Nakehko Lamothe is being remembered as someone who was a tremendous teammate and a role model both on and off the ice.
Lamothe, who played with the MacEwan Griffins men’s hockey team in Edmonton, died in hospital in Calgary after collapsing in the dressing room and going into cardiac arrest following a game against the Southern Alberta Institute of Technology (SAIT) in Calgary on Jan. 25. He was rushed to hospital but doctors were unable to revive him.
Griffins head coach Mike Ringrose said the alarm bells went off quickly once Lamothe’s teammates realized something wasn’t right.
“I hadn’t even gotten back to the locker room when it happened,” he said. “Our trainer was on it right away and our captain got the SAIT trainer as well. We called 911 and everyone involved did a great job with the situation. A lot of credit has to go to those people who did their best to try and save him.”
There wasn’t any panic among the team, he added.
“It’s a mature group we have here and they all stayed right out of it and made space,” he said. “There was nothing but concern for Nakehko.”
Once the news came that Lamothe had died, Ringrose said the shock set in.
“We have 27 guys on our roster and everyone handled it in their own way,” he said. “My job was simply to try and help them get through it with the help of the school. We’ve been telling them anything you’re feeling is OK. If you’re upset or not, if you’re scared or not, if you’re angry or not, there’s nothing wrong. It’s such an array of emotions and our job is to simply help them through it.”
Ringrose described Lamothe as someone who brought energy to every game and was a dedicated student athlete who focused on his health.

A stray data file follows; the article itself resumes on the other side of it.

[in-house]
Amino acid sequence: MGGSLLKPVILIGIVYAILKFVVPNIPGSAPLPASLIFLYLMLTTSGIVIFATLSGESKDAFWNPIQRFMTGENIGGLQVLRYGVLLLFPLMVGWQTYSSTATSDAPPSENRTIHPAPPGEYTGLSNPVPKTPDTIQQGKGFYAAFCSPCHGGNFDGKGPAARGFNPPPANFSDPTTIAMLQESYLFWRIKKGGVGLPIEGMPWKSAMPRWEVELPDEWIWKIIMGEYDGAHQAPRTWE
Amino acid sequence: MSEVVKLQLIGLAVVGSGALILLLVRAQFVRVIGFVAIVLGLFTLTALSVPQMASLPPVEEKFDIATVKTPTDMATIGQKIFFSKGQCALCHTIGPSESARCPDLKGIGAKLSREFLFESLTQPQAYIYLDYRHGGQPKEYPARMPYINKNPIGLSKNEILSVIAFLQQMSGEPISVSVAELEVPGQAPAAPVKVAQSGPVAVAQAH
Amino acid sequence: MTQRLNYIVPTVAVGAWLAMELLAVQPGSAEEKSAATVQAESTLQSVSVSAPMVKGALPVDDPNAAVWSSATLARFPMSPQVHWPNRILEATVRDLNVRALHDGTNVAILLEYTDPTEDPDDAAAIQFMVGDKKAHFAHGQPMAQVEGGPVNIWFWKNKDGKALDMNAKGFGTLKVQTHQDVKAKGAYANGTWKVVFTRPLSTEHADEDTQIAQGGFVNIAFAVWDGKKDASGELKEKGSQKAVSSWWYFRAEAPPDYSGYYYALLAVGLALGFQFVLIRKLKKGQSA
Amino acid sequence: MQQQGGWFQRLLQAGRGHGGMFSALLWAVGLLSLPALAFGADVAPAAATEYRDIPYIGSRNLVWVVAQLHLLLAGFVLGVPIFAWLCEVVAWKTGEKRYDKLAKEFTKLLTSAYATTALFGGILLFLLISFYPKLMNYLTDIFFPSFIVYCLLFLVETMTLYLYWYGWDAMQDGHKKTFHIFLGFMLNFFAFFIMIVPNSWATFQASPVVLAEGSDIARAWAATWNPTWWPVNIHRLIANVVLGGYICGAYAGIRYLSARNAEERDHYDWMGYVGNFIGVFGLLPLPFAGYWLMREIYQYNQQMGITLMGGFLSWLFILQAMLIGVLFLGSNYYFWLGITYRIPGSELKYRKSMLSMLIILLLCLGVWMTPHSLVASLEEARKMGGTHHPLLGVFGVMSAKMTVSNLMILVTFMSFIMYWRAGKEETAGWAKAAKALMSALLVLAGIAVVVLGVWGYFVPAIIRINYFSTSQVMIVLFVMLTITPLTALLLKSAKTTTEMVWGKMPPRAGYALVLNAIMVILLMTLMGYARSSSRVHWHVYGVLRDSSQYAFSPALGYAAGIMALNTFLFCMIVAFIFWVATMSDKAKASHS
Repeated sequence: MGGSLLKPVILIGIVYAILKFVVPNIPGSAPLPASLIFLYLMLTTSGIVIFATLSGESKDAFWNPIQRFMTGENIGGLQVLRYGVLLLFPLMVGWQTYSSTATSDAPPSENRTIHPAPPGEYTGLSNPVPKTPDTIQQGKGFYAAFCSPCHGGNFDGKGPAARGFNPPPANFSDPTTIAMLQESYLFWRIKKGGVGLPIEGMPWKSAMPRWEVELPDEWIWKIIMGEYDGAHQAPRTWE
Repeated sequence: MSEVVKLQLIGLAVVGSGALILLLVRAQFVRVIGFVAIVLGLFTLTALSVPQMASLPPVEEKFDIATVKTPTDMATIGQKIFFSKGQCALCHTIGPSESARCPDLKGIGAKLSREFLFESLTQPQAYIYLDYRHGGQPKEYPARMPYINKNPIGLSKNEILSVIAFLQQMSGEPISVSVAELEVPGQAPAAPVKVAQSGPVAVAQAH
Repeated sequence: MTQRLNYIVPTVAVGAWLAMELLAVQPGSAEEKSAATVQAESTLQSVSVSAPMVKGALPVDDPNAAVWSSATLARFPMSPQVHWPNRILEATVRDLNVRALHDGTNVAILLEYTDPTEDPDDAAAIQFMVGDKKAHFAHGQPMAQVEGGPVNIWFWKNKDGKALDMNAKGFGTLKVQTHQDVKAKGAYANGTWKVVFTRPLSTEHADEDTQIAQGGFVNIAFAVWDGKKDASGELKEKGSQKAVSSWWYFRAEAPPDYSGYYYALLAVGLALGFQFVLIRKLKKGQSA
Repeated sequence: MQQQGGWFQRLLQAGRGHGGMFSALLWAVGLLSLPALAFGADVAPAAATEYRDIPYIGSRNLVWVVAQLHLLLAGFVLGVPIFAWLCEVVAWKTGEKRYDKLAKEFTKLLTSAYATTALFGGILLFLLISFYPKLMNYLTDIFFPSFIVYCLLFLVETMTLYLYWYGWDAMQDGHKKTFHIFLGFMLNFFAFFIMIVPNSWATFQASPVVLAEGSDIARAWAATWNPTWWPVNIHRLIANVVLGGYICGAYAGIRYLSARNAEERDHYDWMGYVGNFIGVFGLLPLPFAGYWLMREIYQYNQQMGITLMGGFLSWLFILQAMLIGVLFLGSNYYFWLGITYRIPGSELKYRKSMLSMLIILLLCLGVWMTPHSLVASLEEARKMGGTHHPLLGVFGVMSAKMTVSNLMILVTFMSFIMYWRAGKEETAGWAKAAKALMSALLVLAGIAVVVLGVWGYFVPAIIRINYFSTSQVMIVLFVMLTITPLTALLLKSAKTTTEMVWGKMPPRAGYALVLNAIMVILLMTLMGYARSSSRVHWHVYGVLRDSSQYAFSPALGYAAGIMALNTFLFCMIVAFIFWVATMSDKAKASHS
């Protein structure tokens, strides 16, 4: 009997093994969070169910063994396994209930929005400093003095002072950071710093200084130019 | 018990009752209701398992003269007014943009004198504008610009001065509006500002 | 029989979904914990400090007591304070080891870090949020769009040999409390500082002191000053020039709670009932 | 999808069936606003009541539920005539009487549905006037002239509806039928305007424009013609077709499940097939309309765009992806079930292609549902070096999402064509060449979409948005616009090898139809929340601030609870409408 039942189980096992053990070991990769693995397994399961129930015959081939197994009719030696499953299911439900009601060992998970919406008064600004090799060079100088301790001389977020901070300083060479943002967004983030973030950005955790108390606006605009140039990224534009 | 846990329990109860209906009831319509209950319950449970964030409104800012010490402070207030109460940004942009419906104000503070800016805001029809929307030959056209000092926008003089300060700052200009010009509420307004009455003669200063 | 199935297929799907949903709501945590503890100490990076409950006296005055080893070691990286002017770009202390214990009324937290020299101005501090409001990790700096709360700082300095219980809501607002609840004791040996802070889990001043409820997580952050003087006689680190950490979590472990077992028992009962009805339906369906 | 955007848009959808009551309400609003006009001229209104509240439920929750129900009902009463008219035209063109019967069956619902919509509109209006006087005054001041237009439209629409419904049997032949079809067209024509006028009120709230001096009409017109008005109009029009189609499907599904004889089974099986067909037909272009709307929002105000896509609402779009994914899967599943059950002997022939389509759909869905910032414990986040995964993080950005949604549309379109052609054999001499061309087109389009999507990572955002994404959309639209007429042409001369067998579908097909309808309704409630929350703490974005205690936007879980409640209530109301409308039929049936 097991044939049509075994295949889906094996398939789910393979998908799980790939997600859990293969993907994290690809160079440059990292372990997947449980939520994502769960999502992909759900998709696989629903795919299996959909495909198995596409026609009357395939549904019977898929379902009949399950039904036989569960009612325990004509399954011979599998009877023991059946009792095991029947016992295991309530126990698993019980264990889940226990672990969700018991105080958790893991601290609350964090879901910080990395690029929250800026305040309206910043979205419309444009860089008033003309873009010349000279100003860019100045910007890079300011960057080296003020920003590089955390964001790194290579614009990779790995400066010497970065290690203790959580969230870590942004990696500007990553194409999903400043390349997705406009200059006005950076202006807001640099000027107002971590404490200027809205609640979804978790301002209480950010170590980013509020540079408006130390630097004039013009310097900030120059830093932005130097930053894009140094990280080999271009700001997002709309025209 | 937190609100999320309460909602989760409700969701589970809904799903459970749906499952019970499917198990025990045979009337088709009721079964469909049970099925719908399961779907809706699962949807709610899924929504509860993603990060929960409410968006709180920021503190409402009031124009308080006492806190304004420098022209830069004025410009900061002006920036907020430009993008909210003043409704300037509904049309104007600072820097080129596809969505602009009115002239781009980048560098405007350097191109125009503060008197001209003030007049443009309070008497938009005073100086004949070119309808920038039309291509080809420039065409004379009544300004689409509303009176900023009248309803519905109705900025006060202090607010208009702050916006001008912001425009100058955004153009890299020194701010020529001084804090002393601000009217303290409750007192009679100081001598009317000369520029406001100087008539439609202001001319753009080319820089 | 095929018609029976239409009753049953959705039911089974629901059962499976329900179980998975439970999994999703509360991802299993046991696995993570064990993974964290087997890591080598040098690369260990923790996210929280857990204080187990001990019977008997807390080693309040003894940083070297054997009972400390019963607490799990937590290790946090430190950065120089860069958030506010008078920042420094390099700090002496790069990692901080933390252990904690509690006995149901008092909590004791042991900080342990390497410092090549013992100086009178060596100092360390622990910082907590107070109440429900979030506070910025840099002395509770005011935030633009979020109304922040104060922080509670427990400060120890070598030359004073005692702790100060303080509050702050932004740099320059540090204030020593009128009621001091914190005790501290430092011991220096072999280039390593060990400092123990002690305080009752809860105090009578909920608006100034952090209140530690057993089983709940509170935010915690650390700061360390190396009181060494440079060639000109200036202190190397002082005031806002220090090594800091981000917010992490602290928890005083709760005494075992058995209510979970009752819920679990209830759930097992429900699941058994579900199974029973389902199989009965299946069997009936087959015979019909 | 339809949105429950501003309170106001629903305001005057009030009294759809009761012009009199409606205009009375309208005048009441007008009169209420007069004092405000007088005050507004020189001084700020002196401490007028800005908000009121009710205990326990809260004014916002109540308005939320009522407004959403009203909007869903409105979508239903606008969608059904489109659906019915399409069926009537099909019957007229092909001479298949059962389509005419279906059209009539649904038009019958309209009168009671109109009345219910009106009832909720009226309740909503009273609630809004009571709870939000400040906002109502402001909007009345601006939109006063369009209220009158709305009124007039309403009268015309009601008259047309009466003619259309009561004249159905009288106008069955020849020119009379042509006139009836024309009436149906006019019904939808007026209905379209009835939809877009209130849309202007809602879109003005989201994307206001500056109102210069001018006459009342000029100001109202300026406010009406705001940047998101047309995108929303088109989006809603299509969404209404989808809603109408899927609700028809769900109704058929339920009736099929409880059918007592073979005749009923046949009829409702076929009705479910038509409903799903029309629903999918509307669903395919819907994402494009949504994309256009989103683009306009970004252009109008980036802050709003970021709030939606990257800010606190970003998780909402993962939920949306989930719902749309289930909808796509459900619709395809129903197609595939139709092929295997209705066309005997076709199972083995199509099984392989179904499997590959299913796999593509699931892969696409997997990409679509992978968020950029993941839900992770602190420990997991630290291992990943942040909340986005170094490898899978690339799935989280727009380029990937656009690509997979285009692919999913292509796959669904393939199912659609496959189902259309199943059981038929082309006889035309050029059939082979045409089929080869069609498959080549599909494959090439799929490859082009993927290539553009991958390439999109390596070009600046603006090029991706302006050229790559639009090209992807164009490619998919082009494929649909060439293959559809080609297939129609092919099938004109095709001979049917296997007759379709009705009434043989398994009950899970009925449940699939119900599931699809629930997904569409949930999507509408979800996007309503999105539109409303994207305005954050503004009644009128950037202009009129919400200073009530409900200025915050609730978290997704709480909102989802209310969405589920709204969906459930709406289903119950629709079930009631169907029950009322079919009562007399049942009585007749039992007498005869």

“He won our fitness testing challenge earlier this season,” he said. “He was the guy you always found working out in the weight room, first in and last out of the locker room and someone who always worked on his game. He wasn’t the most talented but he was one of the most hardworking guys we had. A great example for the rest of us to live by.”
Although he was born outside the NWT, Lamothe was a member of the Liidlii Kue First Nation.
Nahendeh MLA Shane Thompson said he knew Lamothe’s grandparents, Ethel and Rene Lamothe, and their grandson’s death was a shock to him.
“Someone dying so young and in such good shape as he was is always tragic,” he said. “He was a good person and he came by it from his family. He came from good stock. The Lamothe family are very good people.”
His death was a topic of conversation at the village’s arena as the annual senior men’s hockey tournament was happening that same weekend.
“The response among a lot of people there was one of sadness,” said Thompson. “You’re always shocked when someone dies at a young age like that.”
The good stock Thompson mentioned extended into Lamothe’s work outside of the school, said Ringrose.
“He supported a lot of community events and was inspired by Indigenous youth,” he said. “He was always helping Indigenous youth and wanted to be a part of the community. It’s just an example of the leadership he showed and how selfless he was. He was determined to make a difference and he’ll always be remembered for that.”
MacEwan was supposed to play Red Deer College this weekend but those games have been postponed to a later date. The team travelled to Calling Lake, Alta., Lamothe’s hometown, for his funeral on Jan. 30 with the job of getting back on the ice now first and foremost.
Ringrose said the team was planning to be back on the ice this coming Monday for practice with the goal of getting back to normalcy.
“We’ll always think about Nakehko and move forward,” he said. “Not being back out on the ice would be a kind of disservice to him because that’s the kind of guy he was. He would want us to get back out and play.”